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Rare metals could send them straight at Earth

The date of: 2019-08-05
viewed: 3
source:Express.co.uk

Dr Natalie Starkey, a cosmochemist and science author, discussed the threat of mining asteroids on the StarTalk science podcast. 

The popular podcast is hosted by astrophysicist Neil deGrasse Tyson, director of the Hayden Planetarium at the Rose Center for Earth and Space in New York City. 
On July 25, Dr Starkey and Dr Tyson sat down with comedian Mark Normand for an episode dubbed Cosmic Queries – Asteroids and Comets. 
During the episode, a user-submitted question asked the scientists if mining a comet could significantly alter its trajectory.
Dr Starkey said: “It’s a huge risk but this is why the people that are looking at doing it are probably looking at focusing on smaller asteroid or comets if they want to look at comets but it’s generally asteroids we’re talking about at the moment. 
If you start mining it you’re probably going to change its orbit
Dr Natalie Starkey
“Because then if they were to dislodge it onto an orbit that was then a hazardous one for our planet, then it hopefully would burn up in our atmosphere, not cause us any issue. 
“But in terms of mining them, we would probably wouldn’t just go to them and mine them, we would want to drag them somewhere to what we would consider a safe orbit. 
“So this might be near the Moon where basically you can just kind of dump the stuff and it sort of sits there.” 
In this scenario, the Moon could provide the asteroid-mining operation with a “gravitational sweet spot” to keep it safe from hitting Earth.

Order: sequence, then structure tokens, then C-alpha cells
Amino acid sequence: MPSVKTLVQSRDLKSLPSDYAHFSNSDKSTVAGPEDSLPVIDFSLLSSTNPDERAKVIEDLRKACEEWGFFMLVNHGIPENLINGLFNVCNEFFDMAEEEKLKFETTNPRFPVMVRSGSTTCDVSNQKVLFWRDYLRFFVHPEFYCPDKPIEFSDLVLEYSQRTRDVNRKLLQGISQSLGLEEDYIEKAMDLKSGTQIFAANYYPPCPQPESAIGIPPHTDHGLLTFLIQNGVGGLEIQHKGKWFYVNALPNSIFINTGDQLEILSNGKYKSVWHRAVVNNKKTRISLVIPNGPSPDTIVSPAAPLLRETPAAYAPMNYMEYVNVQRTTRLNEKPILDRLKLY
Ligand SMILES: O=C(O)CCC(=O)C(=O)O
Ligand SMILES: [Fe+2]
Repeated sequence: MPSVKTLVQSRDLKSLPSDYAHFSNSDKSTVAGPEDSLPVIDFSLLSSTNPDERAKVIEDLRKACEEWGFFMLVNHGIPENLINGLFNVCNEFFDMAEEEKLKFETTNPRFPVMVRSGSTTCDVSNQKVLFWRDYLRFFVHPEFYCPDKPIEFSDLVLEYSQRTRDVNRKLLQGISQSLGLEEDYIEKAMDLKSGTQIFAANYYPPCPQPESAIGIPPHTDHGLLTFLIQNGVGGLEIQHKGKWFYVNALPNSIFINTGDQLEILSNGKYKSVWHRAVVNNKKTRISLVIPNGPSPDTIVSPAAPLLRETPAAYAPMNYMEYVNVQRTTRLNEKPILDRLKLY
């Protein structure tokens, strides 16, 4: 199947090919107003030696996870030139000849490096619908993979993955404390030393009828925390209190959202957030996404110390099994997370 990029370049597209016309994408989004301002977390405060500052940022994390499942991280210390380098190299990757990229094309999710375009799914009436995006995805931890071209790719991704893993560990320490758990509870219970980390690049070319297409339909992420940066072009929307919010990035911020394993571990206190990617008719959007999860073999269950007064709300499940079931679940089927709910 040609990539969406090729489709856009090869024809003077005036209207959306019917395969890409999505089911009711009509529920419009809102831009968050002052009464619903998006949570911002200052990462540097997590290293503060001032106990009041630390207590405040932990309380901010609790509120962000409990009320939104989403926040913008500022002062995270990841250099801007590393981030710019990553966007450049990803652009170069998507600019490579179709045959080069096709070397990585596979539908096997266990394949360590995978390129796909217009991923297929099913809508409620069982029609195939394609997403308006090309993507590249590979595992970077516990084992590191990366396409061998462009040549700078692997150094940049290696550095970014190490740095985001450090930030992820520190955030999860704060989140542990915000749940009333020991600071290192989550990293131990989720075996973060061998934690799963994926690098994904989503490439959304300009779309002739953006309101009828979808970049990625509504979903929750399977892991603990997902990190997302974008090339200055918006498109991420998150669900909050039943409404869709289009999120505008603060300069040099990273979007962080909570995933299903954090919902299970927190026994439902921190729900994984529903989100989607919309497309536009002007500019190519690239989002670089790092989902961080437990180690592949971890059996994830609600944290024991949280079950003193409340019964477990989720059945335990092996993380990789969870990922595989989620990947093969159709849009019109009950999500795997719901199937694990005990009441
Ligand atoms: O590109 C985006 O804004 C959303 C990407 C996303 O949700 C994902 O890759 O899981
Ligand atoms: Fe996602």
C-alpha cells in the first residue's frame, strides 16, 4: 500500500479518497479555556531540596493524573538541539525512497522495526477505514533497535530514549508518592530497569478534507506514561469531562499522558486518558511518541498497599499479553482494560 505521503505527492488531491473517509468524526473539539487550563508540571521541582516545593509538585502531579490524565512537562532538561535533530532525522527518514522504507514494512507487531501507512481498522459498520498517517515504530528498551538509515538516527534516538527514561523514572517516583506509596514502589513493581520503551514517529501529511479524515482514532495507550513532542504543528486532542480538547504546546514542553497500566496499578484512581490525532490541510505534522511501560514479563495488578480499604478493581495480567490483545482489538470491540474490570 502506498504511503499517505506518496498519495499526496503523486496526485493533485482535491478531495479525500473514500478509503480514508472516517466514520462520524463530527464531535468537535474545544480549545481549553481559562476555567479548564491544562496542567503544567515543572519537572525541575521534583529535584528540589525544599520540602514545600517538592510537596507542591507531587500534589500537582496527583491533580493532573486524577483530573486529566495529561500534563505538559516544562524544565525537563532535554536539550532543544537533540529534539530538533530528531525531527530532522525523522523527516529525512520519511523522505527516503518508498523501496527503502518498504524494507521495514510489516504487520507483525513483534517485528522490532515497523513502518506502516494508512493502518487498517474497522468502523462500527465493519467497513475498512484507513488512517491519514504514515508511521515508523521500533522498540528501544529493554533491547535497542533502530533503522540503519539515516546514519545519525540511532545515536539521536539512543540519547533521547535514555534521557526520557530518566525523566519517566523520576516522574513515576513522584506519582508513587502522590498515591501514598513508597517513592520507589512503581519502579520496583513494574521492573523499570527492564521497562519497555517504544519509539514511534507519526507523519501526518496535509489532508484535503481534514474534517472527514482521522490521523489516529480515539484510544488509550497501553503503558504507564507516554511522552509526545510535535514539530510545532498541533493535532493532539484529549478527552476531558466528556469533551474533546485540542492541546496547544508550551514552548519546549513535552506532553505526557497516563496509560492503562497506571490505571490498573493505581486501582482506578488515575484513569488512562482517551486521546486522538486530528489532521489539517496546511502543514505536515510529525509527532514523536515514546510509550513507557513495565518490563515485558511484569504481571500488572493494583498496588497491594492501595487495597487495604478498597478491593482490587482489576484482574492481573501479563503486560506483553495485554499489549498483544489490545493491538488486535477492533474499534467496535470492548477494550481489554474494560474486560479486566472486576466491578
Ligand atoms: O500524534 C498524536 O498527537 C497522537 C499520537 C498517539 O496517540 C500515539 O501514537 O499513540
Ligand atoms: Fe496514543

If the asteroid in question is small enough, Dr Starkey argued the odds of its veering off into Earth are small. 
She said: “Then what you can do is, have a base on the Moon and go back and forth to that object to mine it gradually. 
“So you’d basically just want to get it to somewhere safe first, because sure enough if you start mining it you’re probably going to change its orbit in some way.” 
Once this happens, the space expert said it would be incredibly hard to predict where the asteroid is headed next. 
In June 2019, NASA explored the possibility of mining asteroids and lunar craters with the aid of robotic explorers. 
Jim Reuter, the associate administrator of NASA’s Space Technology Mission Directorate, said the space agency is pursuing new technologies to make “deep space exploration more Earth-independent”. 
By tapping into resources on the Moon and other bodies within the solar system, future manned missions to the stars could work independently of our planet. 



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